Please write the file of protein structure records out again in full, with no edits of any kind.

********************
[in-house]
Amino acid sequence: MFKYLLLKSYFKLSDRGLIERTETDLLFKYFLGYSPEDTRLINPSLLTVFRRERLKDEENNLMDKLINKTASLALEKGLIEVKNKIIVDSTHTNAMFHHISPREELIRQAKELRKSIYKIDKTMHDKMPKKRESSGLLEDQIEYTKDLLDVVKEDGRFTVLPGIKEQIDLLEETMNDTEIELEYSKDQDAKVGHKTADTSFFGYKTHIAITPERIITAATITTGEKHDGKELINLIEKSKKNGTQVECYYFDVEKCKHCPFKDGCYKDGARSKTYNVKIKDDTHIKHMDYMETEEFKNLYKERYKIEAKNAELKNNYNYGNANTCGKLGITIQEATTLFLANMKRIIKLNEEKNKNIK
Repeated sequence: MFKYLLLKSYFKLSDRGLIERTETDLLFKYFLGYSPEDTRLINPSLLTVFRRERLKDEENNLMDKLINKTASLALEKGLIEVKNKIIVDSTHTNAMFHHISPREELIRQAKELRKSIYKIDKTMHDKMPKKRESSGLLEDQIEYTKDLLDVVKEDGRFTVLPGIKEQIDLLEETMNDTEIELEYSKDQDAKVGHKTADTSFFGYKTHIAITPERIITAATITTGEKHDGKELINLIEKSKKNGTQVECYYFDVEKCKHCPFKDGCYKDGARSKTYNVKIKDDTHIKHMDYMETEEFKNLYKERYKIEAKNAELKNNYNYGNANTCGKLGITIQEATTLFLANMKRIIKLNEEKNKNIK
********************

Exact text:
[in-house]
Amino acid sequence: MFKYLLLKSYFKLSDRGLIERTETDLLFKYFLGYSPEDTRLINPSLLTVFRRERLKDEENNLMDKLINKTASLALEKGLIEVKNKIIVDSTHTNAMFHHISPREELIRQAKELRKSIYKIDKTMHDKMPKKRESSGLLEDQIEYTKDLLDVVKEDGRFTVLPGIKEQIDLLEETMNDTEIELEYSKDQDAKVGHKTADTSFFGYKTHIAITPERIITAATITTGEKHDGKELINLIEKSKKNGTQVECYYFDVEKCKHCPFKDGCYKDGARSKTYNVKIKDDTHIKHMDYMETEEFKNLYKERYKIEAKNAELKNNYNYGNANTCGKLGITIQEATTLFLANMKRIIKLNEEKNKNIK
Repeated sequence: MFKYLLLKSYFKLSDRGLIERTETDLLFKYFLGYSPEDTRLINPSLLTVFRRERLKDEENNLMDKLINKTASLALEKGLIEVKNKIIVDSTHTNAMFHHISPREELIRQAKELRKSIYKIDKTMHDKMPKKRESSGLLEDQIEYTKDLLDVVKEDGRFTVLPGIKEQIDLLEETMNDTEIELEYSKDQDAKVGHKTADTSFFGYKTHIAITPERIITAATITTGEKHDGKELINLIEKSKKNGTQVECYYFDVEKCKHCPFKDGCYKDGARSKTYNVKIKDDTHIKHMDYMETEEFKNLYKERYKIEAKNAELKNNYNYGNANTCGKLGITIQEATTLFLANMKRIIKLNEEKNKNIK